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Magisterium [Paperback]

Jeff Hirsch


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Amazon.com: 3.5 out of 5 stars  38 reviews
5 of 5 people found the following review helpful
3.0 out of 5 stars Great concept that didn't quite deliver 10 Oct 2012
By The Housework Can Wait - Published on Amazon.com
Format:Hardcover
This review will contain some mild spoilers, but I will try to keep it as non-spoilery as possible.

Magisterium starts with a sci-fi feel. It takes place in the future, there's new technology (some of which seems a lot like an iPad a couple generations down the road, but no big deal), and the protagonist, Glenn, is dreaming of leaving her home on Earth with her father to go live on a distant planet. From the synopsis, I wasn't really expecting a sci-fi vibe, and for a minute, I got really excited that we would perhaps be treated to space travel + magic in this book. That seemed like an amazing combo: everything I never knew I always wanted.

Alas, it didn't really happen.

A few chapters in, everything in Glenn's life goes topsy-turvy, and she winds up stranded with her friend Kevin in the Magisterium. What is the Magisterium, you ask? Well. Um. From what I gathered, it's this cuh-razy Wonderland-esque world that exists outside the borders of the city where Glenn was raised. As best I can tell, everyone just knows where the border is and doesn't cross it because they've been told VERY BAD THINGS exist on the other side. And it's true, very bad things do exist on the other side, but not the things they thought were there. But no worries, no one questions this by crossing the border. Ever. (And, for the record, the border isn't a fence or a wall or a force field or anything...nope, as far as I could tell, you can just step across it. But no one does).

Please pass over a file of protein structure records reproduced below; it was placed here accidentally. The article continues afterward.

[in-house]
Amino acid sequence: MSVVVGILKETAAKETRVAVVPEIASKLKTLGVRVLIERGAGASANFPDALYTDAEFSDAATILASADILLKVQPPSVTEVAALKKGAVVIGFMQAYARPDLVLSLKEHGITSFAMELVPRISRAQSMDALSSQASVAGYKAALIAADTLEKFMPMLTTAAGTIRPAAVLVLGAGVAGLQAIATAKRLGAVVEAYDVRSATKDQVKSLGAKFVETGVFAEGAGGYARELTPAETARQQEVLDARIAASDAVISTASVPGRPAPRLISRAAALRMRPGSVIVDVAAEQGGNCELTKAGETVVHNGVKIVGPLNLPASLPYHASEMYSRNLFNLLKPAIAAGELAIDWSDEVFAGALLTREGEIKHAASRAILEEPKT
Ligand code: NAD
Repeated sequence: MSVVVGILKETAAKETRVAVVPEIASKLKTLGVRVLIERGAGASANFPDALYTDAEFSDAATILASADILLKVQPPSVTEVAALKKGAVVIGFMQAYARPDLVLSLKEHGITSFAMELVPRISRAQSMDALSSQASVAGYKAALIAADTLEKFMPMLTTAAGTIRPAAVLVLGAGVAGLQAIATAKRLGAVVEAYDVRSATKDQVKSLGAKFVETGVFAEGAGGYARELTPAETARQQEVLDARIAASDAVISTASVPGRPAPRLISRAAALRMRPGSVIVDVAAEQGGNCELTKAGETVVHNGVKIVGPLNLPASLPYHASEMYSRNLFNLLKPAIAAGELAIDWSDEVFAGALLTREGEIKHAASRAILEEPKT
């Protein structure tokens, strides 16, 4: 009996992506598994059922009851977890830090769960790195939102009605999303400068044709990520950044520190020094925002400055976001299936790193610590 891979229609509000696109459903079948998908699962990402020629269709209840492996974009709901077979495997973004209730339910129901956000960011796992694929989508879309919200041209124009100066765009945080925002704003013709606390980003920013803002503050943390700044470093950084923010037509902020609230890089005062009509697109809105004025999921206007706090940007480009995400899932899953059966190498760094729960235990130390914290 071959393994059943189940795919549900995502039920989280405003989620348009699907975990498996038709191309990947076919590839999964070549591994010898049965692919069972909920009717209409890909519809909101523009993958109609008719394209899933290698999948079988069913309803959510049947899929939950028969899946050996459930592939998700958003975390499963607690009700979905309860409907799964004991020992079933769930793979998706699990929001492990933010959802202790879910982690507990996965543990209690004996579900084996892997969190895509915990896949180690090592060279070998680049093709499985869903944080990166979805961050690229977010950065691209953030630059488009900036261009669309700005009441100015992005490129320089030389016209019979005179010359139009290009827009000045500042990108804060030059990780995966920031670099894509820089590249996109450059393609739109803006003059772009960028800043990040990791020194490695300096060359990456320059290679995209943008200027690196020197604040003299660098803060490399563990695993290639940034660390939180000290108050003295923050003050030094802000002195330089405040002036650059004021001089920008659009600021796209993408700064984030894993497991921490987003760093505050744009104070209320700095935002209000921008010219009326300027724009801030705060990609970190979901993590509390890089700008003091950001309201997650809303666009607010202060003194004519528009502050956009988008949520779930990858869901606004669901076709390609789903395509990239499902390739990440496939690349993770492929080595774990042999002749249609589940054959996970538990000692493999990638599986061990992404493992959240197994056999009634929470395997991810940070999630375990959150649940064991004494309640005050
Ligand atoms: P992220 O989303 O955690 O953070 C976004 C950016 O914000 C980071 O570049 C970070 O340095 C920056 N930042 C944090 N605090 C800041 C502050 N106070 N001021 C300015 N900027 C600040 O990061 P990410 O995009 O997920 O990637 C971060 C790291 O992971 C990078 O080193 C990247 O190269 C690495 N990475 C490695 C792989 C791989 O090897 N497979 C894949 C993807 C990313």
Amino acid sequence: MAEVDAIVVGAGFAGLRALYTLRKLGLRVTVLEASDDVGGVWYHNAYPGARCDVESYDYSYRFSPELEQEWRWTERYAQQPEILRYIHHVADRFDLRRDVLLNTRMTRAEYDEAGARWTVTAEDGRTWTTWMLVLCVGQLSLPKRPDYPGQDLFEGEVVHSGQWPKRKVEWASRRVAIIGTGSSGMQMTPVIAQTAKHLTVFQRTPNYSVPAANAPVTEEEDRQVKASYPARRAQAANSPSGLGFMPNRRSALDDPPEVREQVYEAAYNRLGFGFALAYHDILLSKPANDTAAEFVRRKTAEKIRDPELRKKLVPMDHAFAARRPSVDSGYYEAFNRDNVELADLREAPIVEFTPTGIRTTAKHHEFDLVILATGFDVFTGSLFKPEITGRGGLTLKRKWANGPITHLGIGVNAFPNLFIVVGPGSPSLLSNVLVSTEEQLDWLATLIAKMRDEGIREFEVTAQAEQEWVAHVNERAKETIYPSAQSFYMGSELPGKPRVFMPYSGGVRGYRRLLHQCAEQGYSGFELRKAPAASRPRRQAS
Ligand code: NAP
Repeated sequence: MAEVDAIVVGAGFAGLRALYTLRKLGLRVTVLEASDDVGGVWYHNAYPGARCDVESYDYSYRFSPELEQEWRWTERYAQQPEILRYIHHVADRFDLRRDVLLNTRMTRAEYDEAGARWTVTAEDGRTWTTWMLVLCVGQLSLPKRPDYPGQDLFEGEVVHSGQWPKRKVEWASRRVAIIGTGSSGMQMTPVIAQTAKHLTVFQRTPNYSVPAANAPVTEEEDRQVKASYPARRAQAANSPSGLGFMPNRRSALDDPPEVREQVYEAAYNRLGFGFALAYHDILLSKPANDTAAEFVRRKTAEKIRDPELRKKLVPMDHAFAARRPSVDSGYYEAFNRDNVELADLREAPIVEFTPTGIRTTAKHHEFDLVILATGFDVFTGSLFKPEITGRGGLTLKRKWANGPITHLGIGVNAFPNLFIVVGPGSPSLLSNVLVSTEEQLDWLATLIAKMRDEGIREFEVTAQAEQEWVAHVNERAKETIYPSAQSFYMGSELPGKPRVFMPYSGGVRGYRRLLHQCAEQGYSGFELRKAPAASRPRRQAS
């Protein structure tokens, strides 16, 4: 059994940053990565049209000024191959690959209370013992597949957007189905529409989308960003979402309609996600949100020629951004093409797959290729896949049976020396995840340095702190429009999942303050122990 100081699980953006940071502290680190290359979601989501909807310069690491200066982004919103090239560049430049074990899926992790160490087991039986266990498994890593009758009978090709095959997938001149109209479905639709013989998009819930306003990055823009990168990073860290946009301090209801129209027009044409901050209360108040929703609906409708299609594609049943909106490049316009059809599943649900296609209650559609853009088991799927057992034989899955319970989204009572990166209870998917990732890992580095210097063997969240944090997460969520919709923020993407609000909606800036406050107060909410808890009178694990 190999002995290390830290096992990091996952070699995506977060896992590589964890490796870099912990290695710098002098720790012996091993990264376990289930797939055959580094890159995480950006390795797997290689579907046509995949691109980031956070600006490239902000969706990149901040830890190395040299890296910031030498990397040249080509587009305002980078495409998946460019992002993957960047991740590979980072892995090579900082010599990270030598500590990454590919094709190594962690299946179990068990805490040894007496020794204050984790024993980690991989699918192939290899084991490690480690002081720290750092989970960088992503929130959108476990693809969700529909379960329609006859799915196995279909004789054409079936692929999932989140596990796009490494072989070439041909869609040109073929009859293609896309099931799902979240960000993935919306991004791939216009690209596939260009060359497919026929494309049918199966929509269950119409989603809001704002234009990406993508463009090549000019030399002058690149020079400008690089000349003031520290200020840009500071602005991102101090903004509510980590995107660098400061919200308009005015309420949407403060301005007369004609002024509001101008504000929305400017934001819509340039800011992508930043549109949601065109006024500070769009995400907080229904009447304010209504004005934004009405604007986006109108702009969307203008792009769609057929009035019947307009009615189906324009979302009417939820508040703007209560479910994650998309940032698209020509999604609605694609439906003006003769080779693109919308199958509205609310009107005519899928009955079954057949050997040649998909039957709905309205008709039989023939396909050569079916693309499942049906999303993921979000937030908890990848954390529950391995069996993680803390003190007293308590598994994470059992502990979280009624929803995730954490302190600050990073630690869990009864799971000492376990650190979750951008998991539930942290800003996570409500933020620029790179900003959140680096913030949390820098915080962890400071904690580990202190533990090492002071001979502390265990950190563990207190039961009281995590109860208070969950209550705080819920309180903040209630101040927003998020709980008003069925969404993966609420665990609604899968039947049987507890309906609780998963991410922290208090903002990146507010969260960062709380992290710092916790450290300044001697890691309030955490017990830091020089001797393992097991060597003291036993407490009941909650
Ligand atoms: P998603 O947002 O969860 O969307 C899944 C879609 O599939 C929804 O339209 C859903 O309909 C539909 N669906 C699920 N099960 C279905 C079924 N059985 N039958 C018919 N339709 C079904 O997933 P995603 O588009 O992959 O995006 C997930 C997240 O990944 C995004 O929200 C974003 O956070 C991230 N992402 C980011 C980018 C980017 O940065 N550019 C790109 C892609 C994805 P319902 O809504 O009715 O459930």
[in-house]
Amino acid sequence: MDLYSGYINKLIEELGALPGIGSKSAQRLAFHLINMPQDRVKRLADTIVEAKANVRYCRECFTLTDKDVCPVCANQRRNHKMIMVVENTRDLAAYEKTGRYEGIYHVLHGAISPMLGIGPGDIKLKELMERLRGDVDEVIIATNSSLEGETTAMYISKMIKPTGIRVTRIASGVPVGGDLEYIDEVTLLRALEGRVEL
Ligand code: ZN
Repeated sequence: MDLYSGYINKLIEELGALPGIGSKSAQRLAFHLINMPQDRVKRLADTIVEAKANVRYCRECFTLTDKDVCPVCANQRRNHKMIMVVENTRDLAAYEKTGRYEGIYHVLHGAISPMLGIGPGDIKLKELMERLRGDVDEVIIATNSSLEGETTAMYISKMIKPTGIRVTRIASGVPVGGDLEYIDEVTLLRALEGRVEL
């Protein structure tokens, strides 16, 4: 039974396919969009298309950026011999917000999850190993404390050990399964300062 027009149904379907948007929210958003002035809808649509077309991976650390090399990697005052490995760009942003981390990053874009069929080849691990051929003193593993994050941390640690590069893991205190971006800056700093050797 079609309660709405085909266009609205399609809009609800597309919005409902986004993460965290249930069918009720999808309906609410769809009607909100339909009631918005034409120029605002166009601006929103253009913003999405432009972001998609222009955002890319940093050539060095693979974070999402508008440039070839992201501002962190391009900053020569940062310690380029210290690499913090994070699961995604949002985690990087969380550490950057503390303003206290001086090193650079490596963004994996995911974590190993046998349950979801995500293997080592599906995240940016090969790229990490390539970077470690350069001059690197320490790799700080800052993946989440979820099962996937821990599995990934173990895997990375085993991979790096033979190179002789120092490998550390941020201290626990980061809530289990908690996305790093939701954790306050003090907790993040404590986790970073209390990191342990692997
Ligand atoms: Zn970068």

Okay. So Glenn and Kevin are in the Magisterium, and there is MAGIC there. Lots of it. And it is weird, mostly because it is unexplained. I mean, I love magic in stories. I do. Almost all of my favorite stories include at least a smidgen of magic. But I need it to make sense. I need it to have a purpose and its own rules and laws that bind it. And the problem with the magic in the Magisterium is that it doesn't appear to have any rules, nor does it seem to have any purpose for being. There is simply "The Rift," the event that happened over a hundred years ago that created both the Magisterium and Glenn's world, Colloquium. And Colloquium seems to have developed "normally," i.e., humans continued developing technology that allowed them to advance.

But for some reason, this massive (and inexplicable) explosion created an entirely different reality in the Magisterium, where magic runs wild and can do all sorts of everything. There is a passing attempt to kinda-sorta explain The Rift and the Magisterium, but it doesn't really work.